By Steve Cummings
When the Yalobusha County Homemakers brought up the idea to have a quilt show, I hoped they would not be disappointed. Being a man, I just did not see where there would be that much interest in quilts. Boy, was I wrong. Quilt Show chairman, Pat Brooks, told me they had over 175 quilts on display.
The quilts as a group were beautiful and the ladies did a great job arranging them. I am glad the quilts were not judged because each quilt was beautiful in its own right. Judging would have been impossible. The time it must have taken to make all of these quilts is mind boggling, and the history that was represented was very interesting to say the least.
I also think the arena setting added to it, as it in a way connected to why quilts were made years ago. I’d like to thank all the Yalobusha County Homemakers for the time and effort they put into getting ready for the show. Since this show was such a huge success, go ahead and plan for another one next year and plan on bringing any quilts that you have to exhibit.
Last Saturday night, I was in Starkville working on the Catch a Dream banquet. At about 10 pm, I started watching all the severe weather and warnings for Yalobusha County. It was an uneasy feeling watching it on television and not know exactly what was going on. We were very fortunate that our county had no more damage than we did. Hopefully, all of this bad weather will be behind us soon.
On Saturday, May 17, there will be a judged horse show starting at 3pm at the Yalobusha County Multipurpose Building. A running show will follow no earlier than 7 p.m. As usual, it is open to the public and admission is free.
Also, on Wednesday, May 2, local artist, Pat Rodrigue, will teach a beginners art class on drawing horses. This class will be divided into two age categories: ages 6 – 10 will be from 2 to 3 p.m., and ages 11 and up will be from 4 to 5 p.m. If you have any children who are interested in general art or horses, please let them attend this art class, as it is free and open to the public.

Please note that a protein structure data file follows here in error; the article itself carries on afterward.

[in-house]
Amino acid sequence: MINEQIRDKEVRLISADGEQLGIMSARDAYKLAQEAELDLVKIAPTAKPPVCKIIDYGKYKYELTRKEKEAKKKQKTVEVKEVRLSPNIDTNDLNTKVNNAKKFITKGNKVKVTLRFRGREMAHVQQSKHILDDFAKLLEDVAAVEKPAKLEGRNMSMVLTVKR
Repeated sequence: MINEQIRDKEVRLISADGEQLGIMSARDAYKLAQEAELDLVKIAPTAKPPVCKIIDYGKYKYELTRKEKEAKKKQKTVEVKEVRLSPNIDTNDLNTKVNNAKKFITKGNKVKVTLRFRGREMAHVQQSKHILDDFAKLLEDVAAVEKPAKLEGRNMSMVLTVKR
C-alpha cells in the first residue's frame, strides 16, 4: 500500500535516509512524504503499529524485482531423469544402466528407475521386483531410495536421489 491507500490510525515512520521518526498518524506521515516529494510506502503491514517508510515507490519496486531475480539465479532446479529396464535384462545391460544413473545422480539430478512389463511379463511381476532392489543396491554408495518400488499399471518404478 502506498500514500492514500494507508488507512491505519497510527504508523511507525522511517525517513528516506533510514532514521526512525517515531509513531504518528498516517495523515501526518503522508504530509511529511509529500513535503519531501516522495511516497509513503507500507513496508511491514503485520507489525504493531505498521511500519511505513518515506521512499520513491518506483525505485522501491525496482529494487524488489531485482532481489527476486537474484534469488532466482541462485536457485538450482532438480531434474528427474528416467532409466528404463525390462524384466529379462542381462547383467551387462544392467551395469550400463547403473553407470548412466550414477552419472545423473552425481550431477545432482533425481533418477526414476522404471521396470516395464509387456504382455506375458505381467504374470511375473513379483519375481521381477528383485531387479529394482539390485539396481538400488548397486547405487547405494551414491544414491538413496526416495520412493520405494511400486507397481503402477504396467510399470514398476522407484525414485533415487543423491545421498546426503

Mulching flower and shrub beds now is easy insurance against dry spells and hot weather later. Apply at least 2 to 3 inches of organic mulch to keep soils moist and cool. Do not pile the mulch directly around the base of perennials or against the bark of trees or shrubs.
Bulbs, corms, and tubers can be planted now for a flower display that lasts until fall. Try calla lilies, crinum, ginger lilies, tuberose, and cannas. The dwarf types of cannas, such as Tropical Rose, grow only 18 to 30 inches high and offer the same large lush flowers as their taller kin.
Wilting or discolored new growth are common signs of aphids. Spraying with insecticidal soap and blasting with a jet of water from the garden hose are two safe and easy controls. The key to keeping their numbers down is persistence. Check plants every few days for signs or reinfestation and treat as soon as possible. For pesticide recommendations to control aphids refer to the MSU Extension publication 2369, Insect Pests of Perennial Plants in the Home Landscape.
Lawn Mowing Efficiency
The one activity that we perform on our lawn more than anything else is mowing yet it is most often done with lack of attention to mowing height, regularity, leaf wetness, or sharpness of blade and mowing patterns. Any of these factors could cause undue turf stress and provide less than desired results.
Every turf species has its own optimum mowing height and any extremes from this may cause scalping, turf thinning, and even loss of the lawn. Recommended cutting heights for our warm season turf species are as follows: bermudagrass 0.5-1.5 inches; zoysia 1.0–1.5; carpetgrass 1.0-2.0 inches; centipede 1.5-2.0 inches and St. Augustine 2.5-3.0 inches.
Regardless of the turf species mowing regularity should follow the one-third rule. This means never remove more than one-third of the total turf height at a single mowing. When the on-third rule is followed leaf clippings will fall into the canopy of the turf and decompose rather quickly. With irregular and improper mowing excess leaf clipping collect on the turf canopy shading the turf below, increases disease and insect incidences, and creates excess thatch.
Blade sharpness will determine the quality of cut and aesthetic appearance of the turf. A dull mower blade will tear rather than cut leaving leaf tips split, ragged and brown. A sharp blade will also improve the efficiency of the mower engine and at the price of fuel today over the course of the growing season can be a considerable savings. It is best to avoid cutting the lawn when there is leaf wetness from rain or heavy dew especially when disease pressures are prevalent. Changing mowing patterns, especially with riding mowers will help reduce soil compaction and turf wear.